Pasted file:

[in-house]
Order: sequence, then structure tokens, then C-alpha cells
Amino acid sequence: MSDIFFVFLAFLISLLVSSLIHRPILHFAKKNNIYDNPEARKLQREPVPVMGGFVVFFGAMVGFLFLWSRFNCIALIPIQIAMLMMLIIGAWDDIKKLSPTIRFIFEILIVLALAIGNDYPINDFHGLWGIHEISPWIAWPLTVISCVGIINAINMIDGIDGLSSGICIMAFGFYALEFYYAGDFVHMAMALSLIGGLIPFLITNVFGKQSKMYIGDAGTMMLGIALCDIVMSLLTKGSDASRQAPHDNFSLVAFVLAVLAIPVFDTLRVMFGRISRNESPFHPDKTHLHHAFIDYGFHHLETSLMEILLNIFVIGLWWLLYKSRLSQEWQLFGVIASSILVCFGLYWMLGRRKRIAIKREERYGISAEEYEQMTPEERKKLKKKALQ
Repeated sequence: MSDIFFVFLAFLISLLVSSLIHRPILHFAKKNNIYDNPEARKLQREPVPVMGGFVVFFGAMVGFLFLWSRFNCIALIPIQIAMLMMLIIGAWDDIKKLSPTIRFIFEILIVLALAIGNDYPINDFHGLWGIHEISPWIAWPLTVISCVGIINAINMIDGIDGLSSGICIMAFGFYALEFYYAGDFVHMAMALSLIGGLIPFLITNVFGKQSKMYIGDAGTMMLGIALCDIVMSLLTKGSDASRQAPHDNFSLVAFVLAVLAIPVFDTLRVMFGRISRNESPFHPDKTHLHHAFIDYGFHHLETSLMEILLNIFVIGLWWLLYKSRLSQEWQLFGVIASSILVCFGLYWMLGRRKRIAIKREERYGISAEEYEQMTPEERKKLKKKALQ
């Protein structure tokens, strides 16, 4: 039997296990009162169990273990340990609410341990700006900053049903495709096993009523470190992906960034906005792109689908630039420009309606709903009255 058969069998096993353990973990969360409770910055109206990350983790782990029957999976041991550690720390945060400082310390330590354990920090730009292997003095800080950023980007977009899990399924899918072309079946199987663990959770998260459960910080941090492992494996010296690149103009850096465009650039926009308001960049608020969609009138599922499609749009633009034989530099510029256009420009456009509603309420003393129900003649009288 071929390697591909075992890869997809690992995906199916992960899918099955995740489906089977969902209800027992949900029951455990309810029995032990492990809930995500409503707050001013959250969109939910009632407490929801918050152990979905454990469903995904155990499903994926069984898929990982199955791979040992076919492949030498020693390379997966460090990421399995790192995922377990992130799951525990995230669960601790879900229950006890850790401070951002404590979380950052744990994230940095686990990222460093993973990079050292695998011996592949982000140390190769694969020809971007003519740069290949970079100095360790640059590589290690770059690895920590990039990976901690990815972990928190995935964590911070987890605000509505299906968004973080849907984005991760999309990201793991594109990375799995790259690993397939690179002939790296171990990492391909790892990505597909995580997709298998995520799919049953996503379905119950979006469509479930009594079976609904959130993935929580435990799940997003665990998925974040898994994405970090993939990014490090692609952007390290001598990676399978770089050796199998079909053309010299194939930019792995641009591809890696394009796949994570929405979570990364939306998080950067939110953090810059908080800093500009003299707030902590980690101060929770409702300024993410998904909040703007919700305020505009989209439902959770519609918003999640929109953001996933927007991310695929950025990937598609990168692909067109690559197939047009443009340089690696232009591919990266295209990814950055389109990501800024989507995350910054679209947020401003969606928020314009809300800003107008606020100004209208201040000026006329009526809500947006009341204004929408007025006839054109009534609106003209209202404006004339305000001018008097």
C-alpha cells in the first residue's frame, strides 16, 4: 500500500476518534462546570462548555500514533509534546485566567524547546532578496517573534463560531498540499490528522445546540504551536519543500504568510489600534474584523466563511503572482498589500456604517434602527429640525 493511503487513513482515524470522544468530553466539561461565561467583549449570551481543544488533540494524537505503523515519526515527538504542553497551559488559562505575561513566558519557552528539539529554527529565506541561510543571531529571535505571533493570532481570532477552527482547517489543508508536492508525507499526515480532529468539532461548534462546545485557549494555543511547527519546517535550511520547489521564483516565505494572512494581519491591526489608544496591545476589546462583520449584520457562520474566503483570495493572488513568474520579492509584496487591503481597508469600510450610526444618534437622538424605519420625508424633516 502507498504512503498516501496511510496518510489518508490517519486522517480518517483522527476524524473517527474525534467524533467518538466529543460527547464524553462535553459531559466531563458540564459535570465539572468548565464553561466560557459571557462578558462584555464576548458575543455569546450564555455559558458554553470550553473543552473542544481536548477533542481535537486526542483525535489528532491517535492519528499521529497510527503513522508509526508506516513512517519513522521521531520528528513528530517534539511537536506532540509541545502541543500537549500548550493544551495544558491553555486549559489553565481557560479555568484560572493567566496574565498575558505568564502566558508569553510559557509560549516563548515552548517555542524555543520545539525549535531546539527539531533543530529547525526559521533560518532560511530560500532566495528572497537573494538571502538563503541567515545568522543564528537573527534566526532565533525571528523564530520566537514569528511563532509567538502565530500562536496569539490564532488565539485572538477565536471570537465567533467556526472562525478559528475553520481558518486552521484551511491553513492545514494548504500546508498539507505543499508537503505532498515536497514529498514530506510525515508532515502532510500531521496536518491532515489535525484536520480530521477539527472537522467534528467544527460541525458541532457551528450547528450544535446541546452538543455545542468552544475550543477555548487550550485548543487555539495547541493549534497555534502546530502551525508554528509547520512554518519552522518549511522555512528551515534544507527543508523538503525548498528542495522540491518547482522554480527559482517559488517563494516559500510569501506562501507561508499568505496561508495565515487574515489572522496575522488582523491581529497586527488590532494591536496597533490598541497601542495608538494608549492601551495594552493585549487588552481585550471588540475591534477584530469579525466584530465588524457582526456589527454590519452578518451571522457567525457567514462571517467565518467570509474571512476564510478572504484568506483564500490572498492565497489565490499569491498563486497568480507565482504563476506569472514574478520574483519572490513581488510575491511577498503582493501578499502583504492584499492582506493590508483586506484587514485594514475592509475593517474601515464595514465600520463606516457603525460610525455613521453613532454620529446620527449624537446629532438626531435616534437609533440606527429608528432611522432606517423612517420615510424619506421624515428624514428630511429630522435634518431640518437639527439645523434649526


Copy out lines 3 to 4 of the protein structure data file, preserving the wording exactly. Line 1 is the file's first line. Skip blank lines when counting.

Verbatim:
Amino acid sequence: MSDIFFVFLAFLISLLVSSLIHRPILHFAKKNNIYDNPEARKLQREPVPVMGGFVVFFGAMVGFLFLWSRFNCIALIPIQIAMLMMLIIGAWDDIKKLSPTIRFIFEILIVLALAIGNDYPINDFHGLWGIHEISPWIAWPLTVISCVGIINAINMIDGIDGLSSGICIMAFGFYALEFYYAGDFVHMAMALSLIGGLIPFLITNVFGKQSKMYIGDAGTMMLGIALCDIVMSLLTKGSDASRQAPHDNFSLVAFVLAVLAIPVFDTLRVMFGRISRNESPFHPDKTHLHHAFIDYGFHHLETSLMEILLNIFVIGLWWLLYKSRLSQEWQLFGVIASSILVCFGLYWMLGRRKRIAIKREERYGISAEEYEQMTPEERKKLKKKALQ
Repeated sequence: MSDIFFVFLAFLISLLVSSLIHRPILHFAKKNNIYDNPEARKLQREPVPVMGGFVVFFGAMVGFLFLWSRFNCIALIPIQIAMLMMLIIGAWDDIKKLSPTIRFIFEILIVLALAIGNDYPINDFHGLWGIHEISPWIAWPLTVISCVGIINAINMIDGIDGLSSGICIMAFGFYALEFYYAGDFVHMAMALSLIGGLIPFLITNVFGKQSKMYIGDAGTMMLGIALCDIVMSLLTKGSDASRQAPHDNFSLVAFVLAVLAIPVFDTLRVMFGRISRNESPFHPDKTHLHHAFIDYGFHHLETSLMEILLNIFVIGLWWLLYKSRLSQEWQLFGVIASSILVCFGLYWMLGRRKRIAIKREERYGISAEEYEQMTPEERKKLKKKALQ